Creepy Meats - On Raising Cornish Cross Meat Chickens
My friends Ohio Farm Girl and Lyndsey Teeter refer to Cornish Cross meat chickens as 'creepy meats'. I had no idea what they were talking about and blindly ordered six chicks to try our hand at raising meat on our very own property.
In four weeks the tiny chicks ballooned into squishy, barely feathered tweens bigger than the laying hens we had been raising for eighteen weeks already. They didn't forage, cluck, respond to us, or even kick up the grass under their chicken tractor. Creepy meats have exactly three tasks in life - eat, drink, and poop.
Caring for cornish cross chickens took us less than 15 minutes a day, whereas Lil typically spends an hour visiting, feeding, watering, and collecting eggs from the hens. The creepy meats had no personality to enjoy or activities that required our input.
When they were six weeks old, we began to discuss their demise. We weighed one and decided they could probably eat for a few more weeks to put on more weight and make our plucking time worth it.
By eight weeks, our cornish cross chicks could barely waddle up the ramp to the roost at night. Their eat-sleep-poop routine had become so vigorous that we were moving the tractor every two days to prevent them from laying in their own waste. It was time.
"Are you butchering them yourself?" friends and family asked. Of course. We're practiced in chicken slaughter and believe in the process of meeting your meat. Besides, with the cost of all the other inputs (see below), it didn't make financial sense to drive them to pay a processor.
On Sunday morning, we set up a borrowed homemade cone on a ladder with catch bucket underneath. Next to that was our propane turkey fryer with a pot of water. Then a table with sharpened knives, waste bucket, towels and cutting boards. Finally we had a bucket of cool water for rinsing/chilling and a cooler of ice.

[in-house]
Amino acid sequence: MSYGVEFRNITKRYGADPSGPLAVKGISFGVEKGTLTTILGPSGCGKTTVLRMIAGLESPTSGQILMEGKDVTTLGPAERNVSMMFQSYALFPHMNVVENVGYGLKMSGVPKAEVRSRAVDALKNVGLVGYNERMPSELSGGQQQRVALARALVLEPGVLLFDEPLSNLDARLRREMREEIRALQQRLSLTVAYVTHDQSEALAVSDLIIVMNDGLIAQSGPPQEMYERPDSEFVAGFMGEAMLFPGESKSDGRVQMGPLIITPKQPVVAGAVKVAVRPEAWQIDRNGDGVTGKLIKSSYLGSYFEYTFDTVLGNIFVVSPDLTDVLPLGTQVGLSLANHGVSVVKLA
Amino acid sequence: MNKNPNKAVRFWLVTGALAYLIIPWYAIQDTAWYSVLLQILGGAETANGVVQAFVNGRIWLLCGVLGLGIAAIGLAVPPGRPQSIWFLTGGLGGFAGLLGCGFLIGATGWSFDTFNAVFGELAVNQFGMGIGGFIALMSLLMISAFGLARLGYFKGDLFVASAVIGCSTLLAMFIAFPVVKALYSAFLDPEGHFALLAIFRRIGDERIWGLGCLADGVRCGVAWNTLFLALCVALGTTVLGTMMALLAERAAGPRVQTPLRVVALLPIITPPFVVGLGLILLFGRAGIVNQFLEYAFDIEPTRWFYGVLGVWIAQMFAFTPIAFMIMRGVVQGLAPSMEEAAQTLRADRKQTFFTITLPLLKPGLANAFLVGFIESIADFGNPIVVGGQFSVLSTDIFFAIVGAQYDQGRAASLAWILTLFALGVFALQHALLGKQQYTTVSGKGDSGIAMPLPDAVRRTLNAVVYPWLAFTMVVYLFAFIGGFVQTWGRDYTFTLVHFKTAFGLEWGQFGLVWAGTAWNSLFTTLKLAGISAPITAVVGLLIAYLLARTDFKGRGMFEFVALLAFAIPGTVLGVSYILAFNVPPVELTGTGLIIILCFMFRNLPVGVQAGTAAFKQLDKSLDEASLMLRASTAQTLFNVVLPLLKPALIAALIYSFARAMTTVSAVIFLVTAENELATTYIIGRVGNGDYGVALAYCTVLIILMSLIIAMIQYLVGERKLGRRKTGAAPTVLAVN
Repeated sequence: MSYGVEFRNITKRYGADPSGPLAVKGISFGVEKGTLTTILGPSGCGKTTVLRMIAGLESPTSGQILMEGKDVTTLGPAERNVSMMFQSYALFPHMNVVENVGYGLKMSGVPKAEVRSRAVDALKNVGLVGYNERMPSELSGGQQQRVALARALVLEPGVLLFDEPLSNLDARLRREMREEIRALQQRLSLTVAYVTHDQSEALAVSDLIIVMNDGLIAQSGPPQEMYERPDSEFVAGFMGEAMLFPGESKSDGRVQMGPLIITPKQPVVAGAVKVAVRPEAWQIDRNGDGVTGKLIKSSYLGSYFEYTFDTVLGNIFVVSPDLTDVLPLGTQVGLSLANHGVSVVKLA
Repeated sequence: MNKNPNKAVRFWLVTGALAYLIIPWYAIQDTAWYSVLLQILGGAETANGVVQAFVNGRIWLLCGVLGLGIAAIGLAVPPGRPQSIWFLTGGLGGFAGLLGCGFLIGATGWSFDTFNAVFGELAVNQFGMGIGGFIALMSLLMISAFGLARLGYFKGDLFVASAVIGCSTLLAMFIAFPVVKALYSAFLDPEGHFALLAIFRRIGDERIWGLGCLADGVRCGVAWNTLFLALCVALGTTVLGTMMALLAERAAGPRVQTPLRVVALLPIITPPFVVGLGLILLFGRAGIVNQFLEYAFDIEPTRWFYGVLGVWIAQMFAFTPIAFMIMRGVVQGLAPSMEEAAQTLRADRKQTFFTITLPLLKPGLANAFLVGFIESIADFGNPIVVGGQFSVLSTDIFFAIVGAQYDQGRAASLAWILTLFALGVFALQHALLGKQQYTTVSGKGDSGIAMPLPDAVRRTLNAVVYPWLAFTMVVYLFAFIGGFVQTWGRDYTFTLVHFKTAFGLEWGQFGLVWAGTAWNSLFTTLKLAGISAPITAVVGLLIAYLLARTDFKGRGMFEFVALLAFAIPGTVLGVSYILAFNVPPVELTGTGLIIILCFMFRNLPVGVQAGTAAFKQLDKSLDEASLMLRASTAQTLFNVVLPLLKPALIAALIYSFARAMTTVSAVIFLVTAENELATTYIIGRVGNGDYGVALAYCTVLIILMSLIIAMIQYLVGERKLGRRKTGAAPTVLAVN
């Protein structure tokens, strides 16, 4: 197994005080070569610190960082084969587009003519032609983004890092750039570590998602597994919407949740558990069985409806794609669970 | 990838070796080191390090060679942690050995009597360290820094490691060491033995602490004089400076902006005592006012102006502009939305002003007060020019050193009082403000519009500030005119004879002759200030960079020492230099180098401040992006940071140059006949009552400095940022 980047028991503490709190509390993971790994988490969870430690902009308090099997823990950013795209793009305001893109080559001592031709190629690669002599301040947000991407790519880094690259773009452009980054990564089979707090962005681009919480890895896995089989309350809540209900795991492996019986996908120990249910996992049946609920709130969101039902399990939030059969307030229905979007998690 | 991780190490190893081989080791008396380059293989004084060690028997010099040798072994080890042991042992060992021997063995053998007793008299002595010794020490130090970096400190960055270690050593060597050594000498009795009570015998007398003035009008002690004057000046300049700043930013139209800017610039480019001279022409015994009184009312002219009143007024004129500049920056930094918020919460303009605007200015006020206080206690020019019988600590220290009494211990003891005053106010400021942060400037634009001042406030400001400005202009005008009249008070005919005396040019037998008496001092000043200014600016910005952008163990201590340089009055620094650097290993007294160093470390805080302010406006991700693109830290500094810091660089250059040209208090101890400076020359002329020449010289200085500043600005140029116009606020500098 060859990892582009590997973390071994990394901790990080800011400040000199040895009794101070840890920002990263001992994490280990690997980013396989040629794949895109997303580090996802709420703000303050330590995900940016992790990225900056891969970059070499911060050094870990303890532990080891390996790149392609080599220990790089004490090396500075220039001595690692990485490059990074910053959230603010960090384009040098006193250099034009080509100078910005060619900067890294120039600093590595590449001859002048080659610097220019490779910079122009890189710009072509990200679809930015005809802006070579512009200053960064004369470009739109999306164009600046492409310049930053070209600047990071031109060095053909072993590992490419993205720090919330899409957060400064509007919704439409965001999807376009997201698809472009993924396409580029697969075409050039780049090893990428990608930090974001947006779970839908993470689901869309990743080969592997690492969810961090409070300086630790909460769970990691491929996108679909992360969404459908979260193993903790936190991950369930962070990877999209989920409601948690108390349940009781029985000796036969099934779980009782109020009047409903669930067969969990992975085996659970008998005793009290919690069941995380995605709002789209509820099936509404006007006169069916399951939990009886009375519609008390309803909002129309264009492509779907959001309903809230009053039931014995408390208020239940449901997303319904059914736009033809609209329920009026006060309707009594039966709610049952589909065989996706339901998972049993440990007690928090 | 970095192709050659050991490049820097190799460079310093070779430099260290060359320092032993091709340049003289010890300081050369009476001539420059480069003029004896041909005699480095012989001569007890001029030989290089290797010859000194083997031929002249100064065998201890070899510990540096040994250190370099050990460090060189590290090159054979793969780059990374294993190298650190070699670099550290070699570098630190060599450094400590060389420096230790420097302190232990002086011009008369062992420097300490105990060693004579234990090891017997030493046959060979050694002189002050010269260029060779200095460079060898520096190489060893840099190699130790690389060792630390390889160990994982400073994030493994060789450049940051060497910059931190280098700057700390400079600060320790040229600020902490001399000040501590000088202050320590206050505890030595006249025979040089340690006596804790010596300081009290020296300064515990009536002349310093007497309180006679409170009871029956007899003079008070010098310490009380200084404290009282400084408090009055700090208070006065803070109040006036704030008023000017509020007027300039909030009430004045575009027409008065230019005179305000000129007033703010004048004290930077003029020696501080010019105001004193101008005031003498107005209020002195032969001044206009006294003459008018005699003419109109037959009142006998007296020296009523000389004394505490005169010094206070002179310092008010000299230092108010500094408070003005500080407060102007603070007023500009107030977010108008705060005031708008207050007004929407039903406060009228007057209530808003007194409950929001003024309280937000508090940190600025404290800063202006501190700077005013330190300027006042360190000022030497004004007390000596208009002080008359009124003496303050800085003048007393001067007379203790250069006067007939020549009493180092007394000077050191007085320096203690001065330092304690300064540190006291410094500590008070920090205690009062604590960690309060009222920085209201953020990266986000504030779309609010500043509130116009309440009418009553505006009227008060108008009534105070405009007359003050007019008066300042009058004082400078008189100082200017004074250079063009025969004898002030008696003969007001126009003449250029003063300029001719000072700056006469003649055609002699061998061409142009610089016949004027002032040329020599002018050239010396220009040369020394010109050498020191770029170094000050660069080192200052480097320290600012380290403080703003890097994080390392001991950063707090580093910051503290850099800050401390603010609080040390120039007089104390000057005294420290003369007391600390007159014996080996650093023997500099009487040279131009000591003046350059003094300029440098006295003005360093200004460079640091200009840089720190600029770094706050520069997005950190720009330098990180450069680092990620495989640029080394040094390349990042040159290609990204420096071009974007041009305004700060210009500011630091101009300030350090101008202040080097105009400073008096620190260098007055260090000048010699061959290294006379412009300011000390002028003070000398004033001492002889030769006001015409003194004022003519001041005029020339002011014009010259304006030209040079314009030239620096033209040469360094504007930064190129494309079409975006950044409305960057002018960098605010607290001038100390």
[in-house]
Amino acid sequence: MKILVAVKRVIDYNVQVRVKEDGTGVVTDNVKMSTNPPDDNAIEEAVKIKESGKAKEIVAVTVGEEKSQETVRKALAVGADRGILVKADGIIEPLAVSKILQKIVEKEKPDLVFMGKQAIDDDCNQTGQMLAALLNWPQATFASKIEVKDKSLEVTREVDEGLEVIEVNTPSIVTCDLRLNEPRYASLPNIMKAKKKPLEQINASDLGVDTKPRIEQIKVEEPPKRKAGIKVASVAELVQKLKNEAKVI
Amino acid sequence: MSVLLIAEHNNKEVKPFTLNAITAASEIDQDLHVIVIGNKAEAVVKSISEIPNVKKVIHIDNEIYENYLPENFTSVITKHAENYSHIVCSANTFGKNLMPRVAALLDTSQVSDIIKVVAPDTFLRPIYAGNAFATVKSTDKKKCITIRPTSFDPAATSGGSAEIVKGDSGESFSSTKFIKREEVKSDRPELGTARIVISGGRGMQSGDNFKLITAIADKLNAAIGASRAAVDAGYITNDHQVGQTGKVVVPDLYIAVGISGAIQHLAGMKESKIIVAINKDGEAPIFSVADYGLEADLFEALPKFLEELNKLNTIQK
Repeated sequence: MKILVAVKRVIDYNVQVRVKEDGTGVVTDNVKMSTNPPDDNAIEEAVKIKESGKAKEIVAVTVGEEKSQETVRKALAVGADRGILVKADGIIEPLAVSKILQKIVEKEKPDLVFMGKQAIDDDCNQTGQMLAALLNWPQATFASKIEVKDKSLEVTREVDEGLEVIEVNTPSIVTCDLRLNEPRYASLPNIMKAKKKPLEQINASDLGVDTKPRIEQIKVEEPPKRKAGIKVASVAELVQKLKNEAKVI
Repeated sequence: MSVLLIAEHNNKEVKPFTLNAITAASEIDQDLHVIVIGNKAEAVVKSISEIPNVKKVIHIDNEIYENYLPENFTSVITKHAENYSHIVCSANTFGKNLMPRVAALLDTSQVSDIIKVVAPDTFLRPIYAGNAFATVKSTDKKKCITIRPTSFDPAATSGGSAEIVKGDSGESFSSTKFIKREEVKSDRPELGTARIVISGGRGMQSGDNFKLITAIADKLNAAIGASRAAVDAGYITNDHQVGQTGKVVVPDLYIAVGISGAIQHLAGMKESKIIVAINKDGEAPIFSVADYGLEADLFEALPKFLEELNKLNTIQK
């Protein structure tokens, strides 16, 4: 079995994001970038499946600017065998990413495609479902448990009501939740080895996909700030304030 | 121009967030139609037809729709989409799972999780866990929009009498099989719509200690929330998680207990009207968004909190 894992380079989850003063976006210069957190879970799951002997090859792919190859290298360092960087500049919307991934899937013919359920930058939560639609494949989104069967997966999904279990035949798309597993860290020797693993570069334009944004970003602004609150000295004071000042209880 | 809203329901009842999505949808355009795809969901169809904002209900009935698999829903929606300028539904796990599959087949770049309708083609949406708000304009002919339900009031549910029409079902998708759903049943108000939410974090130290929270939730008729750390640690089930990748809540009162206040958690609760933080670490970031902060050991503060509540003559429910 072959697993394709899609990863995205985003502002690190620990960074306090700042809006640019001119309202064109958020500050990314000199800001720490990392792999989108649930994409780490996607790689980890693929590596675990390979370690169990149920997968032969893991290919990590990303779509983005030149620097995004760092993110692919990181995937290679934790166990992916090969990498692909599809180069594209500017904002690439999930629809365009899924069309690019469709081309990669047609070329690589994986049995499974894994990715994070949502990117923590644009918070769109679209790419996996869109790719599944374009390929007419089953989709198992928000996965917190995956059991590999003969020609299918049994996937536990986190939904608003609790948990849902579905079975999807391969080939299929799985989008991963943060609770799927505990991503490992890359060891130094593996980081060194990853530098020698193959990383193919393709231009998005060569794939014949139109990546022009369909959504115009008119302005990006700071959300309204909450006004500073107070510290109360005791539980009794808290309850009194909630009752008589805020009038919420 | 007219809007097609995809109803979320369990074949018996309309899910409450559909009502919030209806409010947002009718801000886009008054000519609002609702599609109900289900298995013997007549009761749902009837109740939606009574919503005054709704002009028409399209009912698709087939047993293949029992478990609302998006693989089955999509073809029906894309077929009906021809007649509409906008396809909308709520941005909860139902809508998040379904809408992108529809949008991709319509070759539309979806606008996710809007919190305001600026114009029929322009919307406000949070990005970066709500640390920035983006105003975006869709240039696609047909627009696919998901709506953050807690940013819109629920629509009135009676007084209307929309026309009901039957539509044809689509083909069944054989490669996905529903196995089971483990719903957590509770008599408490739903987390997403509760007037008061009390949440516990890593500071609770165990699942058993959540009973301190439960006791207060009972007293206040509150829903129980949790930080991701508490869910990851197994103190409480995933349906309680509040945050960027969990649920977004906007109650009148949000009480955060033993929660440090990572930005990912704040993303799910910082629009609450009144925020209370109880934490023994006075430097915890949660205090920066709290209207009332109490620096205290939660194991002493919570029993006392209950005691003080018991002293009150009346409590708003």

The process was quick: Alex did the deed, I plucked, he eviscerated, and I cleaned up. With interruptions to console Lil (she didn't like the squawking the birds made when we picked them up, nor the after-life shaking), processing six birds took an hour an a half from setup to cleanup.
We left the chickens buried in ice for twenty four hours to go through the rigor mortis process. The next day, we vacuum sealed three whole chickens and three in pieces. Alex made pate from the liver and stock from the feet, necks, and scraps.
Raising Meat Birds By The Numbers
$15 for five chicks plus one bonus chick for no charge $0 gas because a friend nicely did the driving for a jar of sourdough starter $61.50 for 125 pounds of non-GMO local feed 20 wheelbarrow loads of free woodchips spread over the waste so flies wouldn't set in 90 minutes processing $5 ice and vac bags 24 pounds of chicken in the freezer 3/4 pint liver pate 8 1/2 pints stock
Total cost: $81.50 (not including our time or existing equipment like tractor coop, processing tools, vacuum sealer) Price per pound: $3.02 (counting pate and stock as 3 pounds of meat)
We Won't Raise Cornish Cross Again
Cornish Cross meat birds are amazing grain-to-protein machines. No other breed is able to mature in eight weeks with such high quality, tasty meat.
However, we like chickens that do more than just make protein. We want birds that can provide a foraging and soil-turning benefit since the cost of raising them ourselves barely saves a cent over buying from a reputable local seller. If they can add to the fun and beauty of the homestead, even better.
When the summer heat passes, we'll try another round of meat birds but they won't be Cornish Cross. The breeds we're looking at will mature slower but provide a value beyond meat, whether that's a taste benefit (Buckeyes), foraging/mowing (Freedom Ranger) or soil turning (both of the above).
Have you raised meat birds before? What was your experience?
PS. If you are interested in witnessing and learning how to slaughter a chicken, our friend Denise is hosting a hands-on butchering class through City Folk's Farm Shop.